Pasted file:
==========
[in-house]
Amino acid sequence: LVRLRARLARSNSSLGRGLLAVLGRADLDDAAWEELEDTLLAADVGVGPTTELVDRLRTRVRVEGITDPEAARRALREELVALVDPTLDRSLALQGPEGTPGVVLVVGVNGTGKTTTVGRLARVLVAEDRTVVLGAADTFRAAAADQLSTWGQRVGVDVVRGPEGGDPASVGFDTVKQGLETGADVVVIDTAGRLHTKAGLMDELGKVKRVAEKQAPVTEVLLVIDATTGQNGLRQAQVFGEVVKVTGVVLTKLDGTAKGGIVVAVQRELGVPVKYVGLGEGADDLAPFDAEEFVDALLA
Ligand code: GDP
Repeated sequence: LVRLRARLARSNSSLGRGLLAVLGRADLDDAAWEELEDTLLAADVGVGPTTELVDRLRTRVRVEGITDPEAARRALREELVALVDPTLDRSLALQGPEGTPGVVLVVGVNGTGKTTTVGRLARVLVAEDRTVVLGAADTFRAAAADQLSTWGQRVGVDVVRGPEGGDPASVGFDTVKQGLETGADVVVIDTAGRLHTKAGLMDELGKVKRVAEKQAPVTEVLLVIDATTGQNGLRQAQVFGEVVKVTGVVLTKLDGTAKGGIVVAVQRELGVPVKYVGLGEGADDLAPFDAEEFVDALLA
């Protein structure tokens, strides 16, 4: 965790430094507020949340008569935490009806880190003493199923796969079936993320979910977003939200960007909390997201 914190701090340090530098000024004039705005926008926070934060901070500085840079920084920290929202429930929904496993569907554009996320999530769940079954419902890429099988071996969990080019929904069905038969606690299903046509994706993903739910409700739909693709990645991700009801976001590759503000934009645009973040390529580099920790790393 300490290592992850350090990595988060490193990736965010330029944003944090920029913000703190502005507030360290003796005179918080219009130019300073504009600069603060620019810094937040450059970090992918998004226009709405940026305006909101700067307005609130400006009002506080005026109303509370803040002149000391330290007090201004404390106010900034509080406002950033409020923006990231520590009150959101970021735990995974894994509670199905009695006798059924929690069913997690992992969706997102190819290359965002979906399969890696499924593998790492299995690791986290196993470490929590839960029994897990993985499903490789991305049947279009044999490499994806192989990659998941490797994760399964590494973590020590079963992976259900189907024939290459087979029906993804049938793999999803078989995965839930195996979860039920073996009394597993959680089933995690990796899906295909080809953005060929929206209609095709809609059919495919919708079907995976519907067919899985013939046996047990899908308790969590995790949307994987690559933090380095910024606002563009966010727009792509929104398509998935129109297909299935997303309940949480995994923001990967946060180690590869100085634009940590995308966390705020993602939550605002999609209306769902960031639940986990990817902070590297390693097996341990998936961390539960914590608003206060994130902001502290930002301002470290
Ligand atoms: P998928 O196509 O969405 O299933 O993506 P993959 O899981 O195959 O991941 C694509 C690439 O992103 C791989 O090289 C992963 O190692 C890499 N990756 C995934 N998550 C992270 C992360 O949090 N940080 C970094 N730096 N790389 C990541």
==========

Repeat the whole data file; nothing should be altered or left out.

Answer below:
[in-house]
Amino acid sequence: LVRLRARLARSNSSLGRGLLAVLGRADLDDAAWEELEDTLLAADVGVGPTTELVDRLRTRVRVEGITDPEAARRALREELVALVDPTLDRSLALQGPEGTPGVVLVVGVNGTGKTTTVGRLARVLVAEDRTVVLGAADTFRAAAADQLSTWGQRVGVDVVRGPEGGDPASVGFDTVKQGLETGADVVVIDTAGRLHTKAGLMDELGKVKRVAEKQAPVTEVLLVIDATTGQNGLRQAQVFGEVVKVTGVVLTKLDGTAKGGIVVAVQRELGVPVKYVGLGEGADDLAPFDAEEFVDALLA
Ligand code: GDP
Repeated sequence: LVRLRARLARSNSSLGRGLLAVLGRADLDDAAWEELEDTLLAADVGVGPTTELVDRLRTRVRVEGITDPEAARRALREELVALVDPTLDRSLALQGPEGTPGVVLVVGVNGTGKTTTVGRLARVLVAEDRTVVLGAADTFRAAAADQLSTWGQRVGVDVVRGPEGGDPASVGFDTVKQGLETGADVVVIDTAGRLHTKAGLMDELGKVKRVAEKQAPVTEVLLVIDATTGQNGLRQAQVFGEVVKVTGVVLTKLDGTAKGGIVVAVQRELGVPVKYVGLGEGADDLAPFDAEEFVDALLA
């Protein structure tokens, strides 16, 4: 965790430094507020949340008569935490009806880190003493199923796969079936993320979910977003939200960007909390997201 914190701090340090530098000024004039705005926008926070934060901070500085840079920084920290929202429930929904496993569907554009996320999530769940079954419902890429099988071996969990080019929904069905038969606690299903046509994706993903739910409700739909693709990645991700009801976001590759503000934009645009973040390529580099920790790393 300490290592992850350090990595988060490193990736965010330029944003944090920029913000703190502005507030360290003796005179918080219009130019300073504009600069603060620019810094937040450059970090992918998004226009709405940026305006909101700067307005609130400006009002506080005026109303509370803040002149000391330290007090201004404390106010900034509080406002950033409020923006990231520590009150959101970021735990995974894994509670199905009695006798059924929690069913997690992992969706997102190819290359965002979906399969890696499924593998790492299995690791986290196993470490929590839960029994897990993985499903490789991305049947279009044999490499994806192989990659998941490797994760399964590494973590020590079963992976259900189907024939290459087979029906993804049938793999999803078989995965839930195996979860039920073996009394597993959680089933995690990796899906295909080809953005060929929206209609095709809609059919495919919708079907995976519907067919899985013939046996047990899908308790969590995790949307994987690559933090380095910024606002563009966010727009792509929104398509998935129109297909299935997303309940949480995994923001990967946060180690590869100085634009940590995308966390705020993602939550605002999609209306769902960031639940986990990817902070590297390693097996341990998936961390539960914590608003206060994130902001502290930002301002470290
Ligand atoms: P998928 O196509 O969405 O299933 O993506 P993959 O899981 O195959 O991941 C694509 C690439 O992103 C791989 O090289 C992963 O190692 C890499 N990756 C995934 N998550 C992270 C992360 O949090 N940080 C970094 N730096 N790389 C990541």